102. Editorial Note

In mid-October 1977, the Carter administration set in motion the legislative and political work required to reestablish U.S. arms sales to Turkey. At immediate issue was the financing of $93.7 million for 40 F–4E aircraft, ordered by Turkey in August 1976, which would come out of the overall figure of $175 million already slated for defense assistance to Turkey. In an October 24 memorandum to Secretary of State Vance, Deputy Secretary of State Christopher recommended that President Carter exercise his authority under Section 620(x) of the Foreign Assistance Act (FAA) which was “necessary to enable Turkey to fulfill its NATO defense responsibilities so that the articles may be sold to Turkey during FY 1978 and their purchase may be financed under FMS.” The memorandum was cleared by officials from the Department of State, the Department of Defense, the Arms Control and Disarmament Agency, and the Office of Management and Budget. The memorandum is in the National Archives, RG 59, Records of the Office of the Deputy Secretary Warren Christopher, 1977–1980, Lot 81D113, Box 7, Memoranda to Secretary—1977.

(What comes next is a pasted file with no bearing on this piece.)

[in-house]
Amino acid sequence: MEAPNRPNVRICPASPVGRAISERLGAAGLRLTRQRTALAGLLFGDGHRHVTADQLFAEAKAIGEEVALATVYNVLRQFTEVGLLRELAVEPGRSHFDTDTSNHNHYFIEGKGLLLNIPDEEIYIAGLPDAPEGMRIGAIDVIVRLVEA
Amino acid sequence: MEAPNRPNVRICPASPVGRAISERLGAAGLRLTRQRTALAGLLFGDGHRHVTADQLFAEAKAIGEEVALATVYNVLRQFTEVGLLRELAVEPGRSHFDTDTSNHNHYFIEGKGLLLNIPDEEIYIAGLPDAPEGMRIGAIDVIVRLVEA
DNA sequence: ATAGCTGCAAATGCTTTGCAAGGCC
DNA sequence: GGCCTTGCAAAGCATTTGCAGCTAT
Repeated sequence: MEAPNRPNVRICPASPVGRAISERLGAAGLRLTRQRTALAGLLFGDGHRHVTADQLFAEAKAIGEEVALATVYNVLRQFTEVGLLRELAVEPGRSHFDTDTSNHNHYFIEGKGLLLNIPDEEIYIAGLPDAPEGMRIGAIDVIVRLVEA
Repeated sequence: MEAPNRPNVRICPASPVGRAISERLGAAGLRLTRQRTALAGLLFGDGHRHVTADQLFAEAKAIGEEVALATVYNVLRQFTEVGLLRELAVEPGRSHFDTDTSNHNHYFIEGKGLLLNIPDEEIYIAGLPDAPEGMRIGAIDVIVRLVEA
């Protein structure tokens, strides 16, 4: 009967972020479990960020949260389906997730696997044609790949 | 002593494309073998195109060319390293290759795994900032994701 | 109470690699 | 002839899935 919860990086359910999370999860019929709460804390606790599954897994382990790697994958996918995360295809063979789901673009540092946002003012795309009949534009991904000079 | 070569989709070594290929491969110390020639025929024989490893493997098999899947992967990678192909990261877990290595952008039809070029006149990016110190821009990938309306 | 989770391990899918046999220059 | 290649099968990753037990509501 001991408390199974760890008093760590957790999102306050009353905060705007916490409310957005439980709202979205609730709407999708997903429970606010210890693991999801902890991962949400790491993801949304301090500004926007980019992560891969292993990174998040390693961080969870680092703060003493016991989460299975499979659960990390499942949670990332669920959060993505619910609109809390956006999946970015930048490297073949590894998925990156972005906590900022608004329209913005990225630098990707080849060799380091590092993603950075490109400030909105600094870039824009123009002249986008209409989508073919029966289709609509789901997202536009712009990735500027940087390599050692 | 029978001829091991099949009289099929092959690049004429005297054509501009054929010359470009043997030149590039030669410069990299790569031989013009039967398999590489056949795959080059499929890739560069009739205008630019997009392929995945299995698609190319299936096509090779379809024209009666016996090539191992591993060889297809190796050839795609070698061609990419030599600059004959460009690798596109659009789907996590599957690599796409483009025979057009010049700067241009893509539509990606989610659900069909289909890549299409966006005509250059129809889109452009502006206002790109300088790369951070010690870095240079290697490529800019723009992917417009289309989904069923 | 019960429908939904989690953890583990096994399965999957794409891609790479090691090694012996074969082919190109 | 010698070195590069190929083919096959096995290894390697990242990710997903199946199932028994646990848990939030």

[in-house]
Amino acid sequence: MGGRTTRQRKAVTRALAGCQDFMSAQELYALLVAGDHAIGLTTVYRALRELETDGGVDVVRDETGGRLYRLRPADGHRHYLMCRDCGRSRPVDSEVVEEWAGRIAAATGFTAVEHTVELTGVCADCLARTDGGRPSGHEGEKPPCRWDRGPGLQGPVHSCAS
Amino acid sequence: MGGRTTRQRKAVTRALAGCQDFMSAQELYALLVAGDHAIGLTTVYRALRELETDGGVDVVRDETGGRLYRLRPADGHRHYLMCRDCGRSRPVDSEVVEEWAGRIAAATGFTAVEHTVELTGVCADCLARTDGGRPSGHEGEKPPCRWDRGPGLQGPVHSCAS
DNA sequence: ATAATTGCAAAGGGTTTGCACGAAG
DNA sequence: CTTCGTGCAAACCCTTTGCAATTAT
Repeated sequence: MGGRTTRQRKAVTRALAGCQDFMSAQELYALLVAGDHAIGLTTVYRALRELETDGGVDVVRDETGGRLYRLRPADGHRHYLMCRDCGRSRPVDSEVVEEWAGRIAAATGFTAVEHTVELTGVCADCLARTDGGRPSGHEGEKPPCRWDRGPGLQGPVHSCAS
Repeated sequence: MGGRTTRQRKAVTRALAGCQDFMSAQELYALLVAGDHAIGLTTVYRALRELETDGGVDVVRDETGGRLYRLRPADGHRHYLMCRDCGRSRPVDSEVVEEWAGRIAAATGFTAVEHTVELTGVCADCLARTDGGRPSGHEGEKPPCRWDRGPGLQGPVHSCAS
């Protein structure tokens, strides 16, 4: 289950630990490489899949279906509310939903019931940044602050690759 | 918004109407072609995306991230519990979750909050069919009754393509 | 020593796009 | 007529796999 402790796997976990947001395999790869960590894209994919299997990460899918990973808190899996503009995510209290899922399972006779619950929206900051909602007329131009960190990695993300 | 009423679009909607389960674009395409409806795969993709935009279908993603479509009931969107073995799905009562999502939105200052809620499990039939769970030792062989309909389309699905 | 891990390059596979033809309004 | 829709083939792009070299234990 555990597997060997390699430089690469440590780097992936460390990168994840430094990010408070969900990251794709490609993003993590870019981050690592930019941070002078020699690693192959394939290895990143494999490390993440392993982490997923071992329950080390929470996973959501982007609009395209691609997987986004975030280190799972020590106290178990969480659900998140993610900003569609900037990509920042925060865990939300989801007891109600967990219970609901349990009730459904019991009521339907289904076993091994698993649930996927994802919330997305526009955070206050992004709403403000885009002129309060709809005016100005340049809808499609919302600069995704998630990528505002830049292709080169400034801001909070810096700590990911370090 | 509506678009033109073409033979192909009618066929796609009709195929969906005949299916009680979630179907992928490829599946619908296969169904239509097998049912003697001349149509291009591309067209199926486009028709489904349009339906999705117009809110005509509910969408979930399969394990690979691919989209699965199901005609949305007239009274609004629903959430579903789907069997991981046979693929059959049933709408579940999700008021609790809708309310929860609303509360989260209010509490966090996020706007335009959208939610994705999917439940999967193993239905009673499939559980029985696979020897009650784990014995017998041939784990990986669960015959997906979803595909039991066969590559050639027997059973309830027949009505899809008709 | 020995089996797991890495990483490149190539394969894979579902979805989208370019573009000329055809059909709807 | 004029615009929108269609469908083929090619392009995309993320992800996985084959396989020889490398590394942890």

In accordance with the recommendation, Vance noted in an October 26 memorandum to Carter that President Ford approved determinations to assist Turkey under the FAA in August and November of 1976, and that consultations with congressional committee staffs indicated that Carter’s determination to approve Turkish assistance would not “raise serious objections” on the Hill. (Carter Library, National Security Affairs, Brzezinski Material, Brzezinski Office File, Country Chron File, Box 50, Turkey: 1977) In separate memoranda to Carter, dated November 1 and November 4, respectively, James T. McIntyre, Jr., Acting Director of the Office of Management and Budget, and the President’s Assistant for National Security Affairs Zbigniew Brzezinski concurred with Vance’s recommendation. Brzezinski noted that this move would help to “demonstrate to the Turks that we are doing everything our legislation permits to maintain their military strength—in return we expect them to develop and maintain momentum toward settlement of their problems with Greece and Cyprus.” McIntyre assured Carter that this legislation was consistent both with Presidential Directive 13 (Conventional Arms Transfer Policy) and with Carter’s human rights policy. (Ibid.) Carter signed Presidential Determination No. 78–1 on November 5, authorizing the financing of $93.7 million for the aircraft. (Ibid.)